Residents Want Lead Battery Plant Out Of Frisco
Tuesday night a group of Frisco citizens plan to demand the city council use a zoning tactic to close the Exide lead battery plant. The confrontation comes as Exide scrambles to meet government mandates to clean up toxic levels of lead. Shelley Kofler reports lead contamination was the last thing residents expected to find in this upscale community.
Last year Meghan Green had a toddler and was eight months pregnant when she and her husband joined other affluent families moving to Frisco.
Green: We sought Frisco out. We wanted a community that was family oriented, had exemplary school districts. Frisco was a no brainer.
At the time Meghan didn't know a lead battery recycling plant sits on some 200 acres in the middle of Frisco, one of the fastest growing cities in the country. Exide Technologies has been there since 1964, its smokestacks just visible above the treetops.
But then Green attended a homeowner meeting and heard about the state's blood testing of Frisco children. This August health officials checking for lead poisoning reported no levels of concern, but Green herself was worried. Lead can affect a child's physical and mental development.
Green: I got on the computer and I googled and couldn't believe what I found. There's a lead smelter emitting, averaging two tons of lead a year. And it's not just the lead it's cadmium and all sorts of arsenic.
Green learned state and federal regulatory agencies have recently cited Exide for lead contamination in the soil and water on the plant site and in nearby Stewart Creek. The federal EPA declared the air in a part of Frisco unhealthy to breathe because it contains too much lead to meet new clean air requirements.
Exide Spokesperson Susan Jaramillo says her company will do what it takes to clean up the air and pollution.
Jaramillo: I'm confident that we can meet and exceed the requirements that are put on us.
But Green says that's not enough.
Green: Any lead production that can be stopped today is a benefit to my children. Absolutely, I want Exide gone.
That's the goal of Frisco Unleaded, a new citizens' group Meghan Green has joined. Shiby Matthew is one of the group leaders.
Matthew: There is no safe levels of lead.
Four times in the past year blood tests have found elevated levels of lead that no one can explain in both of Matthew's children.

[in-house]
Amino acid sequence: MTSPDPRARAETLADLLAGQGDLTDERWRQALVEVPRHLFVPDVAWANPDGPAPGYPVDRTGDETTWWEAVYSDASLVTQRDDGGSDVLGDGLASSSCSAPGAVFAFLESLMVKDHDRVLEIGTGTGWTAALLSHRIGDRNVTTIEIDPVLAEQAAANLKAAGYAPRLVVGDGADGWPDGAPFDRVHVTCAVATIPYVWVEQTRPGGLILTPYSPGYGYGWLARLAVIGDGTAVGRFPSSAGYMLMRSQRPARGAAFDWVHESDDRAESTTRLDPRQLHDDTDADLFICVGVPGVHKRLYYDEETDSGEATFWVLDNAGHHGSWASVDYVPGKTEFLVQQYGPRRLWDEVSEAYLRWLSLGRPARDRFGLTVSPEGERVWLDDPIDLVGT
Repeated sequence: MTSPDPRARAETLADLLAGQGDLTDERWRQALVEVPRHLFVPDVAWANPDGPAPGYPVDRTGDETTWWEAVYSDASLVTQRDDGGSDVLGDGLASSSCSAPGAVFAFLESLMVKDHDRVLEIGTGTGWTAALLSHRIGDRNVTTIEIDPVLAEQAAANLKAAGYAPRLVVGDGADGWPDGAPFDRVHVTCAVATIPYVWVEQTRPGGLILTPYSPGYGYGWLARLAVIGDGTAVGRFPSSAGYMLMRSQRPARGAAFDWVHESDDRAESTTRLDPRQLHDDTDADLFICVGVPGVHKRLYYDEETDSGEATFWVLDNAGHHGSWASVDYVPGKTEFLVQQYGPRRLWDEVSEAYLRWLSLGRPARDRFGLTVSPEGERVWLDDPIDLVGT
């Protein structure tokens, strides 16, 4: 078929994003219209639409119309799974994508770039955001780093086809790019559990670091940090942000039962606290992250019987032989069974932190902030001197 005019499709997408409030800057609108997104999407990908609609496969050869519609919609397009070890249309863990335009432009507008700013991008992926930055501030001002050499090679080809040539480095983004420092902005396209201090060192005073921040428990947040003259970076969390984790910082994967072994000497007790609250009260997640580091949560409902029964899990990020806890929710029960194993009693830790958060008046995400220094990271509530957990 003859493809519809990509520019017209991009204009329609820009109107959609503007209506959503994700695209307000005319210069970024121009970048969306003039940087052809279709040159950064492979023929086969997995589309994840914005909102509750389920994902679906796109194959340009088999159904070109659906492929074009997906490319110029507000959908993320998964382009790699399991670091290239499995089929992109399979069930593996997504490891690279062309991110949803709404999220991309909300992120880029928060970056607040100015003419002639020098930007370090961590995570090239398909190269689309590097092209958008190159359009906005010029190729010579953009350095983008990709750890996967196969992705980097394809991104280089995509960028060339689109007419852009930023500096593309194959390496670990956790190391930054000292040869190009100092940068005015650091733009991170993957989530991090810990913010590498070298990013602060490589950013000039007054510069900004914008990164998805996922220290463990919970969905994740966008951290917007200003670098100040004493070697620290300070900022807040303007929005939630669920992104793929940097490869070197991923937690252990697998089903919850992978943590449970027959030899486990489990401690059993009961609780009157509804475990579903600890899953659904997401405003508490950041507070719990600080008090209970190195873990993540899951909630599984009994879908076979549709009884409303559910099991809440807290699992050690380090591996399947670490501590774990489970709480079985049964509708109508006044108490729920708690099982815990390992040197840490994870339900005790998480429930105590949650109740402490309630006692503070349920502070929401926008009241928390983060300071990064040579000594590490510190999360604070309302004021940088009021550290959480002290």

Matthew: The reason I think it might be Exide is the wind and if you watch them on any day the smoke that comes out of their stacks and the direction it flows.
Matthew and Frisco Unleaded is demanding the City of Frisco use a zoning tactic known as amortization that shut down two of Dallas' lead battery plants in the 1980's.
If the City of Frisco decides Exide's activities do not conform to current zoning requirements, the city could initiate the complicated process and set a date in the future for the plant to stop operating.
Frisco Mayor Maher Maso says the city is considering the amortization process and some other options he wouldn't talk about.
Maso: Amortization is a process available to municipalities in Texas. It's not a simple process and not a guaranteed process. There are tools available to make sure they are the cleanest operating plant, and there are tools available if they're not that they become one. I'm not at liberty to elaborate on all of them.
It may or may not be one of those tools, but the city has so far refused to approve Exide's plans for upgrading its plant. Exide says it must make the improvements to meet EPA clean air requirements for staying in business. Exide's Susan Jaramillo says her company has informed Frisco it's prepared to go to court.
Jaramillo: We have legal rights to make our improvements. And if we need to we will recover damages from the city for any losses.
Frisco Unleaded member Meagan Green says her group is just as committed to pressuring city officials to get rid of the lead plant one way or another.
Green: In 2011 Frisco is no longer rural. It is not the place anymore for a lead smelter.